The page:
Remember that your doctor has prescribed this medication because he or she has judged that the benefit to you is greater than the risk of side effects. Many people using this medication do not have serious side effects.

Tell your doctor immediately if any of these unlikely but serious side effects occur: swollen glands (lymph nodes), new unusual skin growths/changes, chest pain, trouble urinating.

A very serious allergic reaction to this drug is rare. However, seek immediate medical attention if you notice any symptoms of a serious allergic reaction, including: rash, itching/swelling (especially of the face/tongue/throat), severe dizziness, trouble breathing.

This is not a complete list of possible side effects. If you notice other effects not listed above, contact your doctor or pharmacist.

In the US -

Call your doctor for medical advice about side effects. You may report side effects to FDA at 1-800-FDA-1088.

In Canada - Call your doctor for medical advice about side effects. You may report side effects to Health Canada at 1-866-234-2345.

Read the entire patient information overview for Aldara (Imiquimod)»

What is Prescribing information?

The FDA package insert formatted in easy-to-find categories for health professionals and clinicians.

Aldara FDA Prescribing Information: Side Effects
(Adverse Reactions)

SIDE EFFECTS

Because clinical trials are conducted under widely varying conditions, adverse reaction rates observed in the clinical trials of a drug cannot be directly compared to rates in the clinical trials of another drug and may not reflect the rates observed in practice.

Clinical Trials Experience: Actinic Keratosis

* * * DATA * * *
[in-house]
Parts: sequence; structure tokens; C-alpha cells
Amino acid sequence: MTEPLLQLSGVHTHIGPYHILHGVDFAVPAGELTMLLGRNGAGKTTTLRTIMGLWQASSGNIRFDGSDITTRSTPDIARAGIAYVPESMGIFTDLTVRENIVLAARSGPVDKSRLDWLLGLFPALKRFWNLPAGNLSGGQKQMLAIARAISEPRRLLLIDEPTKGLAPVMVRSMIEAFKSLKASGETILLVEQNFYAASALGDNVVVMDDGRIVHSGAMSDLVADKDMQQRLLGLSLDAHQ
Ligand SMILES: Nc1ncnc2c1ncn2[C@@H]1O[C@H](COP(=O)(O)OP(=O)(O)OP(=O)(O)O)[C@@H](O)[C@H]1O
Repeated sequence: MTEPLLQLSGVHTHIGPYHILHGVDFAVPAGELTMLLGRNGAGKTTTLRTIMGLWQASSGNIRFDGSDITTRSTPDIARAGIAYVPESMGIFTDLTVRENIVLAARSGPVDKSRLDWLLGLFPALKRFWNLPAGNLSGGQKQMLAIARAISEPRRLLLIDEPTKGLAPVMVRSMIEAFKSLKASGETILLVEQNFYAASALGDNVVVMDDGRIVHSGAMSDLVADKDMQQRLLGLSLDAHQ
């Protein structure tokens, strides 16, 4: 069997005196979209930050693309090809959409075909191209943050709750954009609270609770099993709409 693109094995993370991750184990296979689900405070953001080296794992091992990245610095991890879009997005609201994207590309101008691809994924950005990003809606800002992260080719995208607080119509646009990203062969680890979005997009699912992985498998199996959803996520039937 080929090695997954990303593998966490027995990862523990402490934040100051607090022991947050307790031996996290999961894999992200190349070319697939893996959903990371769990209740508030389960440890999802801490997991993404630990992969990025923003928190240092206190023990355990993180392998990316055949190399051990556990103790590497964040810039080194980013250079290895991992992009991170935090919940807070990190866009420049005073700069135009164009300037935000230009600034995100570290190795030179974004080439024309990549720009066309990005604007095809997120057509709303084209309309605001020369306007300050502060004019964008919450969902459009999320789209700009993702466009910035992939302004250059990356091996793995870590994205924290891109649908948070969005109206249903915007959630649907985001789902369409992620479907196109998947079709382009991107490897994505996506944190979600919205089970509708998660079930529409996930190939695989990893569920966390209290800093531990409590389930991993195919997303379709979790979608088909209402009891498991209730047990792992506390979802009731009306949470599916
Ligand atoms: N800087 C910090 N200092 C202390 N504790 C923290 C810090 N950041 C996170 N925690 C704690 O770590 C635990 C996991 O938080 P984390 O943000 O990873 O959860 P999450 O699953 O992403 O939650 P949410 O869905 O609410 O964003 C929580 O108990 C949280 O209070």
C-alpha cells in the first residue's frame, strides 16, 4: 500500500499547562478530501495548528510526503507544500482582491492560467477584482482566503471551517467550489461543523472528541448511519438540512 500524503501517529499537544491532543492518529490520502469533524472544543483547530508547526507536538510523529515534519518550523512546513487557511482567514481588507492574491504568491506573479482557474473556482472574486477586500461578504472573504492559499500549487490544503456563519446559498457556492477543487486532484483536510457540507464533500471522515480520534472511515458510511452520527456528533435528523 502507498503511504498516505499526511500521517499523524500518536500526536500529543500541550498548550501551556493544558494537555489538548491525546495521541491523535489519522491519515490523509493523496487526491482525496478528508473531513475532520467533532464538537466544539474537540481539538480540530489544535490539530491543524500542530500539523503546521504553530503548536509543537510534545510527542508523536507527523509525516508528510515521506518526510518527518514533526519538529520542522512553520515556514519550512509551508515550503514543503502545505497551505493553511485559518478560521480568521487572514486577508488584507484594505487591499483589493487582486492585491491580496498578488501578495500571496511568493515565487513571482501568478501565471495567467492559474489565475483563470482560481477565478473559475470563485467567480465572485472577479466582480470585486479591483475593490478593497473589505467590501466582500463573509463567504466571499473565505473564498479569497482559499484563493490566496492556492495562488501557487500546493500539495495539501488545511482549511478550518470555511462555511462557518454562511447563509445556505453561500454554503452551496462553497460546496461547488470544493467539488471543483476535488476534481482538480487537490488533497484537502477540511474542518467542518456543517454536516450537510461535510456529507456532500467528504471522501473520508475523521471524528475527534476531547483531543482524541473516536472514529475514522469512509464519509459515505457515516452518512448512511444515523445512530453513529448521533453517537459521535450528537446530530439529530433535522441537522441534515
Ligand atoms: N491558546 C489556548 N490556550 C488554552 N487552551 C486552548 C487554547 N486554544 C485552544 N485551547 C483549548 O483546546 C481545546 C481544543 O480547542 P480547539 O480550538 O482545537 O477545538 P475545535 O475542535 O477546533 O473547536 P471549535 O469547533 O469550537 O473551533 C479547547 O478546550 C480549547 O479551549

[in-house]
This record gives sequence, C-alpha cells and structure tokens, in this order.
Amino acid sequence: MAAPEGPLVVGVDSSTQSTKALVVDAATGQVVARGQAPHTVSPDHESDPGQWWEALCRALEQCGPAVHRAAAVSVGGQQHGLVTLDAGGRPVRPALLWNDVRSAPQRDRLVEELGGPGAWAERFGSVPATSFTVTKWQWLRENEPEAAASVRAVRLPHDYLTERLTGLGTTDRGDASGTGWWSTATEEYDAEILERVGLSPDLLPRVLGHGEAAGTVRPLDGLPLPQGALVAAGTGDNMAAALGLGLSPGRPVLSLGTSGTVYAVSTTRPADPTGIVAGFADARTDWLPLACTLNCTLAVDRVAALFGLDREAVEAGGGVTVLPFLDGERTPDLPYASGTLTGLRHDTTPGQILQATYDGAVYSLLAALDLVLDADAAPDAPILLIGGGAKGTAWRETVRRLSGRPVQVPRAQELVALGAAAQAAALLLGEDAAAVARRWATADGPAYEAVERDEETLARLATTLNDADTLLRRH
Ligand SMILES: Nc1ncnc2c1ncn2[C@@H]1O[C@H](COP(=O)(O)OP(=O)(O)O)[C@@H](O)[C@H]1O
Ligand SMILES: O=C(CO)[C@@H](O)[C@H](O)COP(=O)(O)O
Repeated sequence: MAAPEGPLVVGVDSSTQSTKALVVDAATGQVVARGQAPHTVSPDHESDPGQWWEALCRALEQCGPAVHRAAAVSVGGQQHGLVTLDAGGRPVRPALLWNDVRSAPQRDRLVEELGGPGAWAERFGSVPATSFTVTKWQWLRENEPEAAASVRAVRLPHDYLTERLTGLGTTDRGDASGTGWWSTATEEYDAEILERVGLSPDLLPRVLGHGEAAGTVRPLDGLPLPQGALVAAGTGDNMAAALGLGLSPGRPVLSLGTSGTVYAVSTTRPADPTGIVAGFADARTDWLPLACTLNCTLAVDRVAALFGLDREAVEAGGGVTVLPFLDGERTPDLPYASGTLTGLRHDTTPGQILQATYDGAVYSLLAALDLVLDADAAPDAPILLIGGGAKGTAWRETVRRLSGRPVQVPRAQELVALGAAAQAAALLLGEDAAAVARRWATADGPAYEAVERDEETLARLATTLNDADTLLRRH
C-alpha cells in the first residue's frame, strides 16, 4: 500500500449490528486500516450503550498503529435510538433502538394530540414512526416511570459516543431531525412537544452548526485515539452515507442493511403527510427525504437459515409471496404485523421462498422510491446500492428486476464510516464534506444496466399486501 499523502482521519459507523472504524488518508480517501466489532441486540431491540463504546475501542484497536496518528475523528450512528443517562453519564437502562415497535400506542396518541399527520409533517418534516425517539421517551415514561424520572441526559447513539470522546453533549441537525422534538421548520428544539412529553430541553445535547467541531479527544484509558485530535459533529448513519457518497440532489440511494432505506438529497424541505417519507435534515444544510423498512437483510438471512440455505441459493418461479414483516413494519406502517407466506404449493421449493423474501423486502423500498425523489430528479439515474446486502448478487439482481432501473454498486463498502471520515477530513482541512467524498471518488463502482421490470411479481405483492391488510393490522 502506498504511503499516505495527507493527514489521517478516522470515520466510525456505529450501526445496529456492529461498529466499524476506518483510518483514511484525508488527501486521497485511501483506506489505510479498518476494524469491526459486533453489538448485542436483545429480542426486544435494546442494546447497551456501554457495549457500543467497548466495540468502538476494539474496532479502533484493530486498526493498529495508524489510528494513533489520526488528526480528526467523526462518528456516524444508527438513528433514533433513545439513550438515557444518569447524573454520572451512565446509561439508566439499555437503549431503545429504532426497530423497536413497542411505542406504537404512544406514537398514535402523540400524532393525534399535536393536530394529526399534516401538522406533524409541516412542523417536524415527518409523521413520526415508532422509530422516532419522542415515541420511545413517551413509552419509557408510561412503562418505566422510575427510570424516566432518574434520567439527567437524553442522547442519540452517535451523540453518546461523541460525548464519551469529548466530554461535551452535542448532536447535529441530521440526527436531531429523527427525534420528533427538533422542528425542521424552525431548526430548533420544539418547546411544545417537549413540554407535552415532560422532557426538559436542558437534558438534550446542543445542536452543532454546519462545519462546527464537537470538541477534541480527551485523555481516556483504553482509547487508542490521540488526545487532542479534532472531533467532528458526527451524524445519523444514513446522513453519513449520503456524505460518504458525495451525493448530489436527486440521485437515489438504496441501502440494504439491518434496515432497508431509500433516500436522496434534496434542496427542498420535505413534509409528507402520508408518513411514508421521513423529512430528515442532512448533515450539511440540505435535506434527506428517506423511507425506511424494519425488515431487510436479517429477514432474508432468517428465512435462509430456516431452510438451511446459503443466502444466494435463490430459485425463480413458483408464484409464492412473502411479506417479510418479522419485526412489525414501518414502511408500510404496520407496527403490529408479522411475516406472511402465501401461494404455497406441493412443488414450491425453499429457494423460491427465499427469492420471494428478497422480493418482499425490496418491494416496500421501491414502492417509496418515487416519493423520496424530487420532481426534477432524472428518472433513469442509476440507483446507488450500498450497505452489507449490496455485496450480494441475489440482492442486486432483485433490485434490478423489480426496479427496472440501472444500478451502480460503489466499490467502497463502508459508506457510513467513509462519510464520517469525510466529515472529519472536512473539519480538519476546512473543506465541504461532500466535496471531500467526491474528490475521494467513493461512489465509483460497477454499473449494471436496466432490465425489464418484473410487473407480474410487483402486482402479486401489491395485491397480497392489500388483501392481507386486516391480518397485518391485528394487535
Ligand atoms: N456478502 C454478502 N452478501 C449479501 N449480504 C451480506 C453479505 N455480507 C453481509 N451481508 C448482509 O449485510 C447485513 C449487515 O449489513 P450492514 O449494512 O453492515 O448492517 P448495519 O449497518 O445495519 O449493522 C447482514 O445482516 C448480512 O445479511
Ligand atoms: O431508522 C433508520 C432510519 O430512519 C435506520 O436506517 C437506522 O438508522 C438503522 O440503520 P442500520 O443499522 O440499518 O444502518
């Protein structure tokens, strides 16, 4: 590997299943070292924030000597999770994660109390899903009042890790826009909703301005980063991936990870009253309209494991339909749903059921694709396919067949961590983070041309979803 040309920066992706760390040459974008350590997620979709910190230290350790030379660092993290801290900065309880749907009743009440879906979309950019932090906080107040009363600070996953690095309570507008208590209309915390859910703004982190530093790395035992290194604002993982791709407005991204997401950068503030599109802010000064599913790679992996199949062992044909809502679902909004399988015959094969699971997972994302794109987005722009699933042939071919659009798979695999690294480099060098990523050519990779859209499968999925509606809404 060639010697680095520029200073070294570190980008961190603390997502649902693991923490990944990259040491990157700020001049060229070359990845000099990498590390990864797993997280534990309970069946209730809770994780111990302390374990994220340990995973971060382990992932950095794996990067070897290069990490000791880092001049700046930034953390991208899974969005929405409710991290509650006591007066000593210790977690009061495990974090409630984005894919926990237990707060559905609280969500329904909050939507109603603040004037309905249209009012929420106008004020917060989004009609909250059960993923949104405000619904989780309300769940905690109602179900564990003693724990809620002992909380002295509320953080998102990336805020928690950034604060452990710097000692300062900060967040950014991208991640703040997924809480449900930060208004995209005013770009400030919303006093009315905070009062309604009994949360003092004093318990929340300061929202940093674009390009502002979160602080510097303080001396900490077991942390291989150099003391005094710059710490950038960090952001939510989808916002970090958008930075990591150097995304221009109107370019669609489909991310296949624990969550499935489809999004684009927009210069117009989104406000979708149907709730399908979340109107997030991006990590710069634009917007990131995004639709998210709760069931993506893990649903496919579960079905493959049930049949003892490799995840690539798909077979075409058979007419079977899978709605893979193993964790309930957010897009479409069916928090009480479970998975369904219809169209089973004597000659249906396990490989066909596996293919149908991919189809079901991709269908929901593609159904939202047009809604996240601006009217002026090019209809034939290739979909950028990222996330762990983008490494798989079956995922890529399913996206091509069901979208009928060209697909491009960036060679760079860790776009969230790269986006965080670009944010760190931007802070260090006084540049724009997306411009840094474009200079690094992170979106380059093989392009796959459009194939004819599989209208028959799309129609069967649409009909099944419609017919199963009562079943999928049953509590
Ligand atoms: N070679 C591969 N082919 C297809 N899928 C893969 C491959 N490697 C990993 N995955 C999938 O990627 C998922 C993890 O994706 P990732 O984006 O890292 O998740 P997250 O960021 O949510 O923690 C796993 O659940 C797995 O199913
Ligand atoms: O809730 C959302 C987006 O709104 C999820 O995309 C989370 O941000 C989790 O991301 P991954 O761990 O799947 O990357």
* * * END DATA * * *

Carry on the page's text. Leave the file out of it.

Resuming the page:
The data described below reflect exposure to Aldara (imiquimod) Cream or vehicle in 436 subjects enrolled in two double-blind, vehicle-controlled studies. Subjects applied Aldara (imiquimod) Cream or vehicle to a 25 cm² contiguous treatment area on the face or scalp 2 times per week for 16 weeks.

Table 2: Selected Adverse Reactions Occurring in > 1% of Aldara (imiquimod) -Treated Subjects and at a Greater Frequency than with Vehicle in the Combined Studies (Actinic Keratosis)

Preferred Term Aldara Cream
(n= 215)
Vehicle
(n= 221)
Application Site Reaction 71 (33%) 32 (14%)
Upper Resp Tract Infection 33 (15%) 27 (12%)
Sinusitis 16 (7%) 14 (6%)
Headache 11 (5%) 7 (3%)
Carcinoma Squamous 8 (4%) 5 (2%)
Diarrhea 6 (3%) 2 (1%)
Eczema 4 (2%) 3 (1%)
Back Pain 3 (1%) 2 (1%)
Fatigue 3 (1%) 2 (1%)
Fibrillation Atrial 3 (1%) 2 (1%)
Infection Viral 3 (1%) 2 (1%)
Dizziness 3 (1%) 1 ( < 1%)
Vomiting 3 (1%) 1 ( < 1%)
Urinary Tract Infection 3 (1%) 1 ( < 1%)
Fever 3 (1%) 0 (0%)
Rigors 3 (1%) 0 (0%)
Alopecia 3 (1%) 0 (0%)

Table 3: Application Site Reactions Reported by > 1% of Aldara (imiquimod) -Treated Subjects and at a Greater Frequency than with Vehicle in the Combined Studies (Actinic Keratosis)

Included Term Aldara Cream
n=215
Vehicle
n=221
Itching 44 (20%) 17 (8%)
Burning 13 (6%) 4 (2%)
Bleeding 7 (3%) 1 ( < 1%)
Stinging 6 (3%) 2 (1%)
Pain 6 (3%) 2 (1%)
Induration 5 (2%) 3 (1%)
Tenderness 4 (2%) 3 (1%)
Irritation 4 (2%) 0 (0%)

Local skin reactions were collected independently of the adverse reaction “application site reaction” in an effort to provide a better picture of the specific types of local reactions that might be seen. The most frequently reported local skin reactions were erythema, flaking/scaling/ dryness, and scabbing/crusting. The prevalence and severity of local skin reactions that occurred during controlled studies are shown in the following table.

Table 4: Local Skin Reactions in the Treatment Area as Assessed by the Investigator (Actinic Keratosis)

  Aldara Cream
(n=215)
Vehicle
(n=220)
All Grades* Severe All Grades* Severe
Erythema 209 (97%) 38 (18%) 206 (93%) 5 (2%)
Flaking/Scaling/Dryness 199 (93%) 16 (7%) 199 (91%) 7 (3%)
Scabbing/Crusting 169 (79%) 18 (8%) 92 (42%) 4 (2%)
Edema 106 (49%) 0 (0%) 22 (10%) 0 (0%)
Erosion/Ulceration 103 (48%) 5 (2%) 20 (9%) 0 (0%)
Weeping/Exudate 45 (22%) 0 (0%) 3 (1%) 0 (0%)
Vesicles 19 (9%) 0 (0%) 2 (1%) 0 (0%)
*Mild, Moderate, or Severe

The adverse reactions that most frequently resulted in clinical intervention (e.g., rest periods, withdrawal from study) were local skin and application site reactions. Overall, in the clinical studies, 2% (5/215) of subjects discontinued for local skin/application site reactions. Of the 215 subjects treated, 35 subjects (16%) on Aldara (imiquimod) Cream and 3 of 220 subjects (1%) on vehicle cream had at least one rest period. Of these Aldara (imiquimod) Cream subjects, 32 (91%) resumed therapy after a rest period.